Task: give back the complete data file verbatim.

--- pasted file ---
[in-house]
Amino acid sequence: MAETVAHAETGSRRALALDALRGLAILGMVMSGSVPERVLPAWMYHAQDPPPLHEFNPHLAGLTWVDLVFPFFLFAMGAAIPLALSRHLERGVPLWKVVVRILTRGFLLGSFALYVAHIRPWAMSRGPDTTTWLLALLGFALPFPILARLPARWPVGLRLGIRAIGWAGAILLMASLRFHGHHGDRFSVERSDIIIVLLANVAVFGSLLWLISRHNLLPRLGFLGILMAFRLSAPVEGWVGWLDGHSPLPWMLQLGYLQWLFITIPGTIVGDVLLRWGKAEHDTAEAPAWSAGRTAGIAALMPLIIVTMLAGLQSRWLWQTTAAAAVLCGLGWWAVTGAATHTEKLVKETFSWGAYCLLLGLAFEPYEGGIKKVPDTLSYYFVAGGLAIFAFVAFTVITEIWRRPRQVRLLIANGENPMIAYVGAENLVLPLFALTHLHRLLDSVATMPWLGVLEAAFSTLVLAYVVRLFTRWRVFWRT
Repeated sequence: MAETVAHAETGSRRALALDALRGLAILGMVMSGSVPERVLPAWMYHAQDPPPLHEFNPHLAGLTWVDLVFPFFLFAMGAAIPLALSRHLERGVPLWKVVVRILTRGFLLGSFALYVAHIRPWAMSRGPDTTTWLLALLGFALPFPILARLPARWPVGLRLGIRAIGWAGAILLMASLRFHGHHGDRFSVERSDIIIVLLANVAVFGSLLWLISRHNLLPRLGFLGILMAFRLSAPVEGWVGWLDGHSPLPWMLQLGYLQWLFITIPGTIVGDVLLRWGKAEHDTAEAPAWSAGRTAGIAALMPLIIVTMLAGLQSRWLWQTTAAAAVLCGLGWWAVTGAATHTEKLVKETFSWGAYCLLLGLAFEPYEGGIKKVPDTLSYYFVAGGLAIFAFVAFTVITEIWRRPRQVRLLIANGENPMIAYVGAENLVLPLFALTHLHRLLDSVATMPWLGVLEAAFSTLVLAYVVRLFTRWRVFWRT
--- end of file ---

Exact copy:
[in-house]
Amino acid sequence: MAETVAHAETGSRRALALDALRGLAILGMVMSGSVPERVLPAWMYHAQDPPPLHEFNPHLAGLTWVDLVFPFFLFAMGAAIPLALSRHLERGVPLWKVVVRILTRGFLLGSFALYVAHIRPWAMSRGPDTTTWLLALLGFALPFPILARLPARWPVGLRLGIRAIGWAGAILLMASLRFHGHHGDRFSVERSDIIIVLLANVAVFGSLLWLISRHNLLPRLGFLGILMAFRLSAPVEGWVGWLDGHSPLPWMLQLGYLQWLFITIPGTIVGDVLLRWGKAEHDTAEAPAWSAGRTAGIAALMPLIIVTMLAGLQSRWLWQTTAAAAVLCGLGWWAVTGAATHTEKLVKETFSWGAYCLLLGLAFEPYEGGIKKVPDTLSYYFVAGGLAIFAFVAFTVITEIWRRPRQVRLLIANGENPMIAYVGAENLVLPLFALTHLHRLLDSVATMPWLGVLEAAFSTLVLAYVVRLFTRWRVFWRT
Repeated sequence: MAETVAHAETGSRRALALDALRGLAILGMVMSGSVPERVLPAWMYHAQDPPPLHEFNPHLAGLTWVDLVFPFFLFAMGAAIPLALSRHLERGVPLWKVVVRILTRGFLLGSFALYVAHIRPWAMSRGPDTTTWLLALLGFALPFPILARLPARWPVGLRLGIRAIGWAGAILLMASLRFHGHHGDRFSVERSDIIIVLLANVAVFGSLLWLISRHNLLPRLGFLGILMAFRLSAPVEGWVGWLDGHSPLPWMLQLGYLQWLFITIPGTIVGDVLLRWGKAEHDTAEAPAWSAGRTAGIAALMPLIIVTMLAGLQSRWLWQTTAAAAVLCGLGWWAVTGAATHTEKLVKETFSWGAYCLLLGLAFEPYEGGIKKVPDTLSYYFVAGGLAIFAFVAFTVITEIWRRPRQVRLLIANGENPMIAYVGAENLVLPLFALTHLHRLLDSVATMPWLGVLEAAFSTLVLAYVVRLFTRWRVFWRT